that implies a 7th scale tone is included (usually the minor 7th) but A2 lets you know that you don't include the seventh, just the major triad plus a ninth or a 2nd (to me those are pretty much the same thing, although playing the second and the root together can sound to dense when they are separated by only two half steps, but not always...)

The second way is to use 2 instead of 9, implying that it is not a 7th chord:

* C2

Note that in this way we potentially get other ways of showing a 9th chord:

* C7add9
* C7add2
* C7/9

Generally however the above will be shown as simply C9, which implies a 7th in the chord. Added chord notation is useful with 7th chords to indicate partial extended chords. For example:

* C7add13

This would indicate that the 13th is added to the 7th, but without the 9th and 11th.

The use of 2, 4 and 6 as opposed to 9, 11 and 13 pretty safely indicates that the chord does not include a 7




http://en.wikipedia.org/wiki/Chord_notation

"Added Chords

An important characteristic of jazz is the extensive use of sevenths. The combination of 9th (2nd), 11th (4th) and 13th (6th) notes with 7ths in a chord give jazz chord voicing their distinctive sound. However the use of these notes is not exclusive to the jazz genre; in fact they are very commonly used in folk, classical and popular music generally. Without the 7th, these chords lose their jazzy feel, but can still be very complex. These chords are called added chords because they are basic triads with notes added. Added chords can be described as having a more open sound than extended chords. Notation must provide some way of showing that a chord is an added chord as opposed to extended. There are two ways this is shown generally, and it is very common to see both methods on the same score. One way is to simply use the word 'add':

* Cadd9

The second way is to use 2 instead of 9, implying that it is not a 7th chord:

* C2

Note that in this way we potentially get other ways of showing a 9th chord:

* C7add9
* C7add2
* C7/9

Generally however the above will be shown as simply C9, which implies a 7th in the chord. Added chord notation is useful with 7th chords to indicate partial extended chords. For example:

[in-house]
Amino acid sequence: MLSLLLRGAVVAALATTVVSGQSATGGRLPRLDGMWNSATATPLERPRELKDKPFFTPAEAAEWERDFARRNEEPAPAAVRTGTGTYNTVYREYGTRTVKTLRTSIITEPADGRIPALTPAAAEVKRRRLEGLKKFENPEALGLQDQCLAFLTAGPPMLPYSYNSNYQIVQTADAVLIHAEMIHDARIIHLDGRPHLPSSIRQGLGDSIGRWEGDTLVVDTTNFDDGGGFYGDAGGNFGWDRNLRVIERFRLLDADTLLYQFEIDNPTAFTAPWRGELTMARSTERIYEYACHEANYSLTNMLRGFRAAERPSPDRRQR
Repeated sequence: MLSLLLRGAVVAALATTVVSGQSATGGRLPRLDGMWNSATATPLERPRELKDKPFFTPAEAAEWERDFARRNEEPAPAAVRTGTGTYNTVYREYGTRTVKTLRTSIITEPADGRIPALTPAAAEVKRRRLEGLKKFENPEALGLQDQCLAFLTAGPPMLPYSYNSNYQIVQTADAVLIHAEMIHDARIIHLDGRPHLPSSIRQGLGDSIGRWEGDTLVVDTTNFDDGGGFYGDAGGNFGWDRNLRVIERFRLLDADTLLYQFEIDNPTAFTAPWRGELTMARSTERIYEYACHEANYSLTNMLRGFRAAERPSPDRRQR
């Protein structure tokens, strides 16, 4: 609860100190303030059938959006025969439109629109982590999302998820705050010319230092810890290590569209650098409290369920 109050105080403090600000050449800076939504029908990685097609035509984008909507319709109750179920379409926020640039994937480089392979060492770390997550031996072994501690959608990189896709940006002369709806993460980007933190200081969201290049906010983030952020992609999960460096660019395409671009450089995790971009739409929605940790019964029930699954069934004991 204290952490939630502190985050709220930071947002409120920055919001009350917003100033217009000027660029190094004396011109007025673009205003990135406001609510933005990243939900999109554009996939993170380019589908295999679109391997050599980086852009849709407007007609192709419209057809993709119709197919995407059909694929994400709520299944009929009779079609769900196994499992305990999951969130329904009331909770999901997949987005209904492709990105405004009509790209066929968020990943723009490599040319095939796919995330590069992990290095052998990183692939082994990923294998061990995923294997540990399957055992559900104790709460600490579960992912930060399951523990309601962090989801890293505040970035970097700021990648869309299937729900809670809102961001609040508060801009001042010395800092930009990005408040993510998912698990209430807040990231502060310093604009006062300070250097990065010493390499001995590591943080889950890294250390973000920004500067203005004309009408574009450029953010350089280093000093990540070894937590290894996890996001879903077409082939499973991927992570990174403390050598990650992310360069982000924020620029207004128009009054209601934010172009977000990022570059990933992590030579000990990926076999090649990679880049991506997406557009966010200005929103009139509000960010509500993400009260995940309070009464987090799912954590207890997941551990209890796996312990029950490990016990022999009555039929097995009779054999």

* C7add13

This would indicate that the 13th is added to the 7th, but without the 9th and 11th.

The use of 2, 4 and 6 as opposed to 9, 11 and 13 pretty safely indicates that the chord does not include a 7th unless specifically specified. However, it does not mean that these notes must be played within an octave of the root, nor the extended notes in 7th chords should be played outside of the octave, although it is commonly the case.

It is possible to have added chords with more than one added note. The most commonly encountered of these are 6/9 chords, which are basic triads with the 6th and 2nd notes of the scale added. These can be confusing because of the use of 9, yet the chord does not include the 7th. A good rule of thumb is that if any added note is less than 7, then no 7th is implied, even if there are some notes shown as greater than 7.

Similarly, even numbers such as 8, 10 and 12 can be added. However, these double the main triad, and as such are fairly rare. 10 tends to be the most common; it can be used both in suspended chords and (with an accidental) in major or minor chords to produce a major-minor clash (e.g. C7(♭10) indicating the Hendrix chord of C-E♭-E-G-B♭). However, because of enharmonics, such chords can more easily, and perhaps more intuitively, be represented by ♯2 (or ♯9) for a minor over a major or ♭4 for a major over a minor. In any other case, an 8, 10 or 12 simply indicates the respective note from the triad doubled up one octave."

tenfold
06-11-2010, 07:45 PM
A2? Maybe they mean Aadd9? Post the chord chart if possible.